PeopleSoft: New Releases Prove Company Staying Focused

Enhancements and new products for PeopleSoft's CRM suite include regulatory compliance with the national Do Not Call list, synchronization with Notes and Outlook, and integration with SAP and Oracle back-office applications.

With the sword of Damocles—or Larry Ellison—hanging over its head, PeopleSoft Inc. could be forgiven if it allowed new product releases or software updates to slip as it focused on more pressing matters, such as survival.

Last week, however, PeopleSoft announced new enhancements and products for its PeopleSoft CRM suite, including compliance with regulations imposed by the national Do Not Call list, better synchronization with e-mail clients and personal information managers such as Lotus Notes and Microsoft Outlook, and canned integration with popular back office applications from SAP AG and Oracle Corp.

Thanks to a 1999 acquisition of CRM specialist Vantive, PeopleSoft has developed a respected CRM business, trailing market leader Siebel Systems, along with SAP and Oracle, in the large enterprise market segment. According to AMR Research, PeopleSoft has more than 1,200 customers currently using or implementing CRM—although half of those are legacy Vantive customers who have not upgraded to PeopleSoft CRM.

To ensure compliance with the Federal Trade Commission’s Do Not Call list, the Productivity Pack introduces a new tracking system that lets call center agents specify a customer’s preferred method of contact. This also lets agent specify contact channels that customers wish to opt out of, says PeopleSoft CRM vice president of marketing Brad Wilson.

“[Do Not Call] provides a very complete solution for customers that want to try to implement a best-in-class solution. It has very fine-grained support for options like: do you not want any phone calls at all [or] do you want certain kinds of phone calls,” he comments, arguing that some of PeopleSoft’s competitors have approached Do Not Call support in a kludgey fashion, issuing workarounds to their existing applications. “We have a data model that can express very fine-grained customer preferences.”

Other enhancements include a "quick customer create" feature that lets center agents create new customer records on the basis of email inquiries, along with a bulk-ordering capability that lets sales departments capture bulk orders as a single order entry, and track each component of a bulk order individually. Finally, PeopleSoft is delivering Infosync Server, a component that provides automatic synchronization with Microsoft Outlook and Lotus Notes, and that eliminates the manual step of loading software.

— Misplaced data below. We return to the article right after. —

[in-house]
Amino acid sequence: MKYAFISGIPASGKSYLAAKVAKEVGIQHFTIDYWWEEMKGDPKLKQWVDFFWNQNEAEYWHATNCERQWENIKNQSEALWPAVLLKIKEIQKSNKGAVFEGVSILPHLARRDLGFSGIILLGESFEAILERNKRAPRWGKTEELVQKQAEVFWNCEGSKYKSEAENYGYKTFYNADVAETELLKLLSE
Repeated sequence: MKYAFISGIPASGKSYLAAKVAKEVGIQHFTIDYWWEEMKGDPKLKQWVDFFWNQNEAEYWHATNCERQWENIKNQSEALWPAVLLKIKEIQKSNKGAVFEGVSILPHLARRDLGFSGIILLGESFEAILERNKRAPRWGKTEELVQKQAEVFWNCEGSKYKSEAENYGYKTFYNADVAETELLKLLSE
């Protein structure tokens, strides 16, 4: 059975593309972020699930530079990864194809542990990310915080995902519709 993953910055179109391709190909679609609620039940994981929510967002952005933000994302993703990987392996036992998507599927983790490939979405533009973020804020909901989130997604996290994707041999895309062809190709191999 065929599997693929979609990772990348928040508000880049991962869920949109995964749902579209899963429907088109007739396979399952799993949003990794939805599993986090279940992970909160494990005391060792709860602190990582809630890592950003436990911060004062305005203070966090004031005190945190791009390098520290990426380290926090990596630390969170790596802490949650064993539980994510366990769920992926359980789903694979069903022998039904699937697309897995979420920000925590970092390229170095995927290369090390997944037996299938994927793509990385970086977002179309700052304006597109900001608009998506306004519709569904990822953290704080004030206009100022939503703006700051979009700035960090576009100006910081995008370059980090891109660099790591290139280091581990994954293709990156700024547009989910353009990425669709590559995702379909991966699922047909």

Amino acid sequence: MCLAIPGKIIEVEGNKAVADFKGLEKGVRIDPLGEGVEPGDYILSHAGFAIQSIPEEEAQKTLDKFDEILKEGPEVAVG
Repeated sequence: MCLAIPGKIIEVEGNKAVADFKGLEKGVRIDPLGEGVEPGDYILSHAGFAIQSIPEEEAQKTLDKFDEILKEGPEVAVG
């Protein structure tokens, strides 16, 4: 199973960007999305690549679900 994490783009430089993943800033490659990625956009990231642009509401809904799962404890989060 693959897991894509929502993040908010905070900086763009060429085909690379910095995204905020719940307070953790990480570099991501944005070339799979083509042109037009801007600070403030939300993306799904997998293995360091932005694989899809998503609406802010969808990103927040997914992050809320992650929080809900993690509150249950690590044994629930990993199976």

While the enhancements introduce important new functionality that is a competitive differentiator for PeopleSoft, the company is also delivering products that help it play catch-up with some of its competitors.

For example, PeopleSoft introduced six new Process Integration Packs for CRM that provide pre-built integration between Oracle and SAP applications and PeopleSoft’s order management, service fulfillment, and service request materials authorization modules.

The Process Integration Packs exploit integration technology that PeopleSoft developed resulting from its AppConnect initiative, announced last year. Nevertheless, suggests Kelly Spang Ferguson, principal CRM analyst with consultancy Current Analysis, PeopleSoft is still in the early stages of building an integration platform to rival those of its competitors. “PeopleSoft is in the early stages of rolling out its Process Integration Packs to integrate its applications with third-party applications, which puts it in a catch-up mode with e-business rivals including Oracle, SAP, and Siebel that have established integration platforms,” Spang Ferguson writes.

Wilson says that customers should expect additional Process Integration Packs for supply chain management and other applications over the next few months.

Customers Give PeopleSoft CRM High Marks

AMR recently surveyed PeopleSoft CRM customers and found that most gave the suite high marks in many categories.

In particular, the analyst firm noted, respondents say that PeopleSoft has made great leaps in usability in recent revisions of the suite. Many customers touted the responsiveness of the PeopleSoft support team, and all references indicated that if they had to do it all over again, they’d still choose PeopleSoft CRM. AMR’s survey pool was based on references selected by PeopleSoft, along with unsolicited references that the firm itself discovered.

PeopleSoft’s Wilson says that his company is committed to “the total ownership experience” of its software. “That’s really trying to make sure that usability is improved, that implementations are smoother and upgrades are easier,” he comments. “We’re spending over half a billion dollars to do this across all of our products, including CRM.”

About the Author

Stephen Swoyer is a Nashville, TN-based freelance journalist who writes about technology.